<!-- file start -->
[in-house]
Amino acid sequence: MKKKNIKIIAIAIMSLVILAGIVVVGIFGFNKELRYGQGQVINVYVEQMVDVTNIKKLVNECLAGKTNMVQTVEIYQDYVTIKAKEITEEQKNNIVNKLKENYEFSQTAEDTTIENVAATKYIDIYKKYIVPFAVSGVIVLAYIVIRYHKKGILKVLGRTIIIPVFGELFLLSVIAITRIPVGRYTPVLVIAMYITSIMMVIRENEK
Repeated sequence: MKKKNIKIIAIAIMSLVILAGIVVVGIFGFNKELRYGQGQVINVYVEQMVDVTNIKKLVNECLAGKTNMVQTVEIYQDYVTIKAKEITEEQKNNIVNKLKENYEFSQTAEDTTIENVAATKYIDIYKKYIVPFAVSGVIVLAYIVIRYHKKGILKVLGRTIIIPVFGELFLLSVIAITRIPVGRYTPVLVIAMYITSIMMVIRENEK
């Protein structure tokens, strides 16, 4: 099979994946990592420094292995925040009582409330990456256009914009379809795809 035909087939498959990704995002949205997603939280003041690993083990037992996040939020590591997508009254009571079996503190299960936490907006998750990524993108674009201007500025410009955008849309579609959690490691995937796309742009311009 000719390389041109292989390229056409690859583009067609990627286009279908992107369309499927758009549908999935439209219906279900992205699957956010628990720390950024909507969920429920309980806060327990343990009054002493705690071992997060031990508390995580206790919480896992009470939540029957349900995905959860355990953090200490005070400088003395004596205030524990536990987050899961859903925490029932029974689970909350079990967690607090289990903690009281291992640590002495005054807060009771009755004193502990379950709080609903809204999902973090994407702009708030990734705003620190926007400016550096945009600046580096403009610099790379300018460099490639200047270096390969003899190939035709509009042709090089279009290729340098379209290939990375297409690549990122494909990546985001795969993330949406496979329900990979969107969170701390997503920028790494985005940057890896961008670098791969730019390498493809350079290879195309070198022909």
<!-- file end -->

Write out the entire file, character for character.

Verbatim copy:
[in-house]
Amino acid sequence: MKKKNIKIIAIAIMSLVILAGIVVVGIFGFNKELRYGQGQVINVYVEQMVDVTNIKKLVNECLAGKTNMVQTVEIYQDYVTIKAKEITEEQKNNIVNKLKENYEFSQTAEDTTIENVAATKYIDIYKKYIVPFAVSGVIVLAYIVIRYHKKGILKVLGRTIIIPVFGELFLLSVIAITRIPVGRYTPVLVIAMYITSIMMVIRENEK
Repeated sequence: MKKKNIKIIAIAIMSLVILAGIVVVGIFGFNKELRYGQGQVINVYVEQMVDVTNIKKLVNECLAGKTNMVQTVEIYQDYVTIKAKEITEEQKNNIVNKLKENYEFSQTAEDTTIENVAATKYIDIYKKYIVPFAVSGVIVLAYIVIRYHKKGILKVLGRTIIIPVFGELFLLSVIAITRIPVGRYTPVLVIAMYITSIMMVIRENEK
């Protein structure tokens, strides 16, 4: 099979994946990592420094292995925040009582409330990456256009914009379809795809 035909087939498959990704995002949205997603939280003041690993083990037992996040939020590591997508009254009571079996503190299960936490907006998750990524993108674009201007500025410009955008849309579609959690490691995937796309742009311009 000719390389041109292989390229056409690859583009067609990627286009279908992107369309499927758009549908999935439209219906279900992205699957956010628990720390950024909507969920429920309980806060327990343990009054002493705690071992997060031990508390995580206790919480896992009470939540029957349900995905959860355990953090200490005070400088003395004596205030524990536990987050899961859903925490029932029974689970909350079990967690607090289990903690009281291992640590002495005054807060009771009755004193502990379950709080609903809204999902973090994407702009708030990734705003620190926007400016550096945009600046580096403009610099790379300018460099490639200047270096390969003899190939035709509009042709090089279009290729340098379209290939990375297409690549990122494909990546985001795969993330949406496979329900990979969107969170701390997503920028790494985005940057890896961008670098791969730019390498493809350079290879195309070198022909």